Which Joe gave his name to ‘sloppy joes’? We look at five interesting sandwiches and their lexical origins.
An American Indian.
The use of the term redskin is first recorded in the 18th century, translating (via French) a term in the Illinois language meaning literally ‘person with red skin’. The term originally had a neutral meaning and was used by American Indians themselves, but it eventually acquired an unfavorable connotation. Redskin, like the related terms red man and Red Indian, is now dated or offensive. American Indian, Native American, and (in Canada) First Nations are now the standard umbrella terms for members of the indigenous peoples of North America; if it is possible or appropriate, one can also use specific tribal names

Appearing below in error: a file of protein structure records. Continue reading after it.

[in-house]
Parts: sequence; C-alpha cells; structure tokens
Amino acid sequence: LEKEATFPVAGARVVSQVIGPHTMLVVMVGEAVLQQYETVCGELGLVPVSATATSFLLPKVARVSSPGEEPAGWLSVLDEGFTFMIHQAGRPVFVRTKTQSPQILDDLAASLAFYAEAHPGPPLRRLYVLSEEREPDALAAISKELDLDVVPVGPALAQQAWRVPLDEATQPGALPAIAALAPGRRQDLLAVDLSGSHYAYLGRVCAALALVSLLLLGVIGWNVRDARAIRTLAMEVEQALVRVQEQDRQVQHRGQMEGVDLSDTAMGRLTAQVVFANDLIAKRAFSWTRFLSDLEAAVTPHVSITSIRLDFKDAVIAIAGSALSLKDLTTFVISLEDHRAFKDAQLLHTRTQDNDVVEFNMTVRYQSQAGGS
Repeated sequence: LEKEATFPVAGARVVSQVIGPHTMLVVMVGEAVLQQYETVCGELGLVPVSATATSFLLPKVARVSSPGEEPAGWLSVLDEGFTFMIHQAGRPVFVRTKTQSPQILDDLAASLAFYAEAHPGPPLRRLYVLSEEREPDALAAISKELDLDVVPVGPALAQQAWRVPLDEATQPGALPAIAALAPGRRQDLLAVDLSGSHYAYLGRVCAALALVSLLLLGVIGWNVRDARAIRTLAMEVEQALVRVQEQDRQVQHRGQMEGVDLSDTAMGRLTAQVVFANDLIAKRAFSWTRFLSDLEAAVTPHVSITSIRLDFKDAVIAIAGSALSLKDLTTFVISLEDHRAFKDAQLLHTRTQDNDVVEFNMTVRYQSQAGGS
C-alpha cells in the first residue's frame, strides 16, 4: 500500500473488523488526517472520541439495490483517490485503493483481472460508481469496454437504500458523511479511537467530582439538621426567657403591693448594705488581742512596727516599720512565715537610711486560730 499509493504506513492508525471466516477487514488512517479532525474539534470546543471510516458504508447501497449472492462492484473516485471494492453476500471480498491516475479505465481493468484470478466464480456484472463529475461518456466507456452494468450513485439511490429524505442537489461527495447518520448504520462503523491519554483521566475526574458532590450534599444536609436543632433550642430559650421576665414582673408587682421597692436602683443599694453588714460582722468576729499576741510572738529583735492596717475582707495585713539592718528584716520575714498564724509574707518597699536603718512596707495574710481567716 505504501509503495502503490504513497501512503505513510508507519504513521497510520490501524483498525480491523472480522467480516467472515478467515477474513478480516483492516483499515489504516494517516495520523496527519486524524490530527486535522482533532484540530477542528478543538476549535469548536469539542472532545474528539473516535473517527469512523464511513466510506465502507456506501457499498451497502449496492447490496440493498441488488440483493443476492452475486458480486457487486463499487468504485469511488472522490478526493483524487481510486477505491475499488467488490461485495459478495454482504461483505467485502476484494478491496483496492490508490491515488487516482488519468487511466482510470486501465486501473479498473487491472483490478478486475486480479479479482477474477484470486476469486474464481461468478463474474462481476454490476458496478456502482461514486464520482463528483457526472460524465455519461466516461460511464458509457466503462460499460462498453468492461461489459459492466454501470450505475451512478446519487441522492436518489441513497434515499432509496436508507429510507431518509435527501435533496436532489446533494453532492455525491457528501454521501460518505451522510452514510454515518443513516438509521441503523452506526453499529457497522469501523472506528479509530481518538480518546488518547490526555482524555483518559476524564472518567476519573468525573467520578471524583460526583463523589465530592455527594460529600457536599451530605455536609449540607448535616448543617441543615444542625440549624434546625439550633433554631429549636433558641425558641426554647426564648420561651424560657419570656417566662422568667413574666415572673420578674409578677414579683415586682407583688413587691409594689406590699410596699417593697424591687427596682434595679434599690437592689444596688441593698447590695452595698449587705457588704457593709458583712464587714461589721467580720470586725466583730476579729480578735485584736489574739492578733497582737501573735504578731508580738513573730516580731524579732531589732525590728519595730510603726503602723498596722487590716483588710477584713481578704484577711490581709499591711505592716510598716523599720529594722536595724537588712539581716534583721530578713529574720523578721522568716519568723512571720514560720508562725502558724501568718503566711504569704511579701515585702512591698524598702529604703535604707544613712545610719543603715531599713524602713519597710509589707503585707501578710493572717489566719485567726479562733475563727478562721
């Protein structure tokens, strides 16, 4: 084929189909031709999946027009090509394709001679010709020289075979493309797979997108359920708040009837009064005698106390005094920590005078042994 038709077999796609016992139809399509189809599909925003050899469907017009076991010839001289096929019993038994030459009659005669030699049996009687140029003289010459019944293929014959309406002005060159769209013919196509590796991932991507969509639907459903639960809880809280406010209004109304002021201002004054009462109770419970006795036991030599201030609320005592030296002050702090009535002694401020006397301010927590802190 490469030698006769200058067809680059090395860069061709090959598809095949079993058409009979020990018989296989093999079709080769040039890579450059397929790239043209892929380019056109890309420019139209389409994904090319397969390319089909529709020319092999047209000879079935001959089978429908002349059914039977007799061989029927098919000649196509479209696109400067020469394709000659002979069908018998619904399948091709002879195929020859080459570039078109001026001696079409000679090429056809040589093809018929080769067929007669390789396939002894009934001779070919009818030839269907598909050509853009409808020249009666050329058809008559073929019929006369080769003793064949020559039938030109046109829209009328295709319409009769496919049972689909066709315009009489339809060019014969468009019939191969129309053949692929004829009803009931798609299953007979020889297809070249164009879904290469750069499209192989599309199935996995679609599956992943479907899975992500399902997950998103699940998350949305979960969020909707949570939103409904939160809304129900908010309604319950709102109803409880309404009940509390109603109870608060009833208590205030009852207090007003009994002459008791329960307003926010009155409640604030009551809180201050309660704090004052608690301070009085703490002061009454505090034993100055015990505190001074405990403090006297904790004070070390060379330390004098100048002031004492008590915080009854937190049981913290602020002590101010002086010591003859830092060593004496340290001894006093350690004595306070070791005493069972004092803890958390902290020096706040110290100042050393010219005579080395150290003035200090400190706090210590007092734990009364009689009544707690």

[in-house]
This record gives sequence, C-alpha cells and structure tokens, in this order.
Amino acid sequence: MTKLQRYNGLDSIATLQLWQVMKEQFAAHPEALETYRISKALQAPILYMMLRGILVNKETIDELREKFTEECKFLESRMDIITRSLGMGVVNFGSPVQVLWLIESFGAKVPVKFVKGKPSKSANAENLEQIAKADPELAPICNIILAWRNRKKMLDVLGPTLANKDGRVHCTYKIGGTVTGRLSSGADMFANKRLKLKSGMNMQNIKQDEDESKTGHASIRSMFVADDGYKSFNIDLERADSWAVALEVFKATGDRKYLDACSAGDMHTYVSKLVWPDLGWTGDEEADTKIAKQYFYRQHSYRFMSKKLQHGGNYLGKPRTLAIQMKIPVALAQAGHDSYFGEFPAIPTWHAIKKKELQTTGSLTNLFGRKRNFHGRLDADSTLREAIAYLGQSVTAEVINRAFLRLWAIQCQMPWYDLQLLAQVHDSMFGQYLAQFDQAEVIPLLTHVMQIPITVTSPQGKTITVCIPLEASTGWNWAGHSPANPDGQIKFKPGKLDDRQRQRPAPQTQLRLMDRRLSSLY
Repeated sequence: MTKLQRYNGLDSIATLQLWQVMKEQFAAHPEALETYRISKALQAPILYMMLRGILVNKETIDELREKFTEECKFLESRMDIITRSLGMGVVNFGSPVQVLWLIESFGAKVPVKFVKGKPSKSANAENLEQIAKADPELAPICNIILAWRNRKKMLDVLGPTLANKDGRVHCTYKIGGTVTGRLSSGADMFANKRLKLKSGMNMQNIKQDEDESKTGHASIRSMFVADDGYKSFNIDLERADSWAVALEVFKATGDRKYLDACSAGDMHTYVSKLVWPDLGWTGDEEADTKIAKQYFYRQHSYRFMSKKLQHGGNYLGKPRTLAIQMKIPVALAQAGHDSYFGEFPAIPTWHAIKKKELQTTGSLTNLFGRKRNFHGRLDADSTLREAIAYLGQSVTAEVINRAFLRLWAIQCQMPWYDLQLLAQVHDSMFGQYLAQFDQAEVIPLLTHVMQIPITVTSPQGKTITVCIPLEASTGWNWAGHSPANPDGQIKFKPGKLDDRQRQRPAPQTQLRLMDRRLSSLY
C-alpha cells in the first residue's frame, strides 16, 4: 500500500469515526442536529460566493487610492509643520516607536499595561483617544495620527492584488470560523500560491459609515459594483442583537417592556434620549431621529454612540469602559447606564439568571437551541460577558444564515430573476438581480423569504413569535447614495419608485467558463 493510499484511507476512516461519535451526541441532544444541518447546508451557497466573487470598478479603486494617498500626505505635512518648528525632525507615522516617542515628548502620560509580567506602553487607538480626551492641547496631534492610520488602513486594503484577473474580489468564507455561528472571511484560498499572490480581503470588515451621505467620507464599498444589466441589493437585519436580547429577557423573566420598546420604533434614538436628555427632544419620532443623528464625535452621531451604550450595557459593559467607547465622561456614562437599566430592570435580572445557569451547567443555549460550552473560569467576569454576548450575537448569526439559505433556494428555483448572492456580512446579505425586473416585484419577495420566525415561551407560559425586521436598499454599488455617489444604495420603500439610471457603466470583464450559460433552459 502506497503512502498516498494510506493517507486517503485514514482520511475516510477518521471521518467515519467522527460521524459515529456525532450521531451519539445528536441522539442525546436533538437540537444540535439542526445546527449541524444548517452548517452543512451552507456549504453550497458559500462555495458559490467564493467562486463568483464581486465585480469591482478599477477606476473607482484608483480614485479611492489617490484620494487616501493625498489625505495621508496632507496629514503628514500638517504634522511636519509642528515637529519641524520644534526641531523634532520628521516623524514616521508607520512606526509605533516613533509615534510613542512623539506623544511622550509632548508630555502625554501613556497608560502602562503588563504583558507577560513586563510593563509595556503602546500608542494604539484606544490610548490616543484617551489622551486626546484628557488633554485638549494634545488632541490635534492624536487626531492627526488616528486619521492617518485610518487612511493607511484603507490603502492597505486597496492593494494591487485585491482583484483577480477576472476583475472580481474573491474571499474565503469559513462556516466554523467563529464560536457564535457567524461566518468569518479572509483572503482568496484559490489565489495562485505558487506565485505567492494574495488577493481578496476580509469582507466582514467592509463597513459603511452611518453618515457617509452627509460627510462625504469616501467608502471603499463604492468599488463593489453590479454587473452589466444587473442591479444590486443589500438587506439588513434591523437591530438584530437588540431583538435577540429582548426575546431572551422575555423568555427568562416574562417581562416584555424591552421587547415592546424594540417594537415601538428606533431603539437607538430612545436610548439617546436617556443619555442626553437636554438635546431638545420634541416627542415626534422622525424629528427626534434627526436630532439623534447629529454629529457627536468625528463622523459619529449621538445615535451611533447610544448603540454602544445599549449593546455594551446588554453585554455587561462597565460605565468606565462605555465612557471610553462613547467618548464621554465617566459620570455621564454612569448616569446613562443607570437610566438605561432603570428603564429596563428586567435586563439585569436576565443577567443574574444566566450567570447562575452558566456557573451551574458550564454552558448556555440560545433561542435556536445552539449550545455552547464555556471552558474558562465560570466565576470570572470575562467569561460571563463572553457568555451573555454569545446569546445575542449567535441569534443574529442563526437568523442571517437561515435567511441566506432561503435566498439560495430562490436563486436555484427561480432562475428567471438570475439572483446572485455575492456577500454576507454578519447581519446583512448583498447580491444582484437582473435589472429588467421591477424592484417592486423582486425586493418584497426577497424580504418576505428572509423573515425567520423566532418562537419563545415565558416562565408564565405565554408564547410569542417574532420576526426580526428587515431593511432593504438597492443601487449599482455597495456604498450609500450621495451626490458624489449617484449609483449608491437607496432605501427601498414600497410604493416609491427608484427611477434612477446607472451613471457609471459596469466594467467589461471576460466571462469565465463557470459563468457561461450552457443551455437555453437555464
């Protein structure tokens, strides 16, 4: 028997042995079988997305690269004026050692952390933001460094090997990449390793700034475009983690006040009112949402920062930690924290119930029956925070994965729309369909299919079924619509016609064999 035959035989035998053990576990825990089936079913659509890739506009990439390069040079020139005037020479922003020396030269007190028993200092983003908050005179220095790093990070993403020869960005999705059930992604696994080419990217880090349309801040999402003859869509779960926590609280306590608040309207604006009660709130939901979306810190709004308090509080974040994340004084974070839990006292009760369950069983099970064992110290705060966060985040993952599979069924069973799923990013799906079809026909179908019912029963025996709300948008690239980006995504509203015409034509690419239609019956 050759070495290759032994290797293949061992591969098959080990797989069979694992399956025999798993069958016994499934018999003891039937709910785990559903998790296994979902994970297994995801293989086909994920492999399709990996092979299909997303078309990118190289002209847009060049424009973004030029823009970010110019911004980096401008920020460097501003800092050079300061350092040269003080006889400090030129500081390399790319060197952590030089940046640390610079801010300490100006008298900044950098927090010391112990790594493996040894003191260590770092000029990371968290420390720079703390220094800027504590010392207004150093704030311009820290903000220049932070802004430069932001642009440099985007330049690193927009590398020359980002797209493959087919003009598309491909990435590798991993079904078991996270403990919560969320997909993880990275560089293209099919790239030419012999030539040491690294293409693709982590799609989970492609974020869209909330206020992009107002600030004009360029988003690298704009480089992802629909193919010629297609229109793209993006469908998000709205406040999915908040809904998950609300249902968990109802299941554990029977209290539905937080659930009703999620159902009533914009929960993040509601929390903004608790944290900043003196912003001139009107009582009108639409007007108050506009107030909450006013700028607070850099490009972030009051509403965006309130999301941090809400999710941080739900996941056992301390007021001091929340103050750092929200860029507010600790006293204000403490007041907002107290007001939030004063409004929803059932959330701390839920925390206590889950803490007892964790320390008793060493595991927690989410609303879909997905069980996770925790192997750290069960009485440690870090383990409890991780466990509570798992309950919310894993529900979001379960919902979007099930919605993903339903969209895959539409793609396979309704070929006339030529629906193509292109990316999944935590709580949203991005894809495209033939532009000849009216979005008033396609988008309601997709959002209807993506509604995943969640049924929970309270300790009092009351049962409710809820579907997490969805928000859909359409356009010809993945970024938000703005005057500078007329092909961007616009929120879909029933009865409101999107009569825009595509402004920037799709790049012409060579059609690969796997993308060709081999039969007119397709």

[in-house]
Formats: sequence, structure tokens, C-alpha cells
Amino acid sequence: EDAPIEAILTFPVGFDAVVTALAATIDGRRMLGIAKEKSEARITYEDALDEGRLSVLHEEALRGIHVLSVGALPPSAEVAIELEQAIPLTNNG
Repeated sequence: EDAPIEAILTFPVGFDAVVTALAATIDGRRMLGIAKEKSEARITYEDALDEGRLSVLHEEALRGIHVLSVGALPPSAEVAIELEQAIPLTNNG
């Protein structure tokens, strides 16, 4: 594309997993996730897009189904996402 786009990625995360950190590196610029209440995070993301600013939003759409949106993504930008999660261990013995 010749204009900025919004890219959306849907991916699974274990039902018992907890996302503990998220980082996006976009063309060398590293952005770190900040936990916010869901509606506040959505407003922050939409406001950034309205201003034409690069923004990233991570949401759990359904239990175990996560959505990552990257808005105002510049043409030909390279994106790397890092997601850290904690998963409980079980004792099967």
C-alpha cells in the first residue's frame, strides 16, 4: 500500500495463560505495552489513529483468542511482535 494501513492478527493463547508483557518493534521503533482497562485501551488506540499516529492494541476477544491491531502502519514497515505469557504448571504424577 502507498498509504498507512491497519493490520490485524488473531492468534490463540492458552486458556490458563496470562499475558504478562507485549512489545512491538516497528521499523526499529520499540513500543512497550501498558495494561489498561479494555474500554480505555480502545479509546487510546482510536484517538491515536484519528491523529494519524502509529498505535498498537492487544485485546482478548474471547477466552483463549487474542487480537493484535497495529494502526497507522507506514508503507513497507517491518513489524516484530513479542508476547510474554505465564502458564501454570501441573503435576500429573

We take a look at several popular, though confusing, punctuation marks.
From Afghanistan to Zimbabwe, discover surprising and intriguing language facts from around the globe.
The definitions of ‘buddy’ and ‘bro’ in the OED have recently been revised. We explore their history and increase in popularity.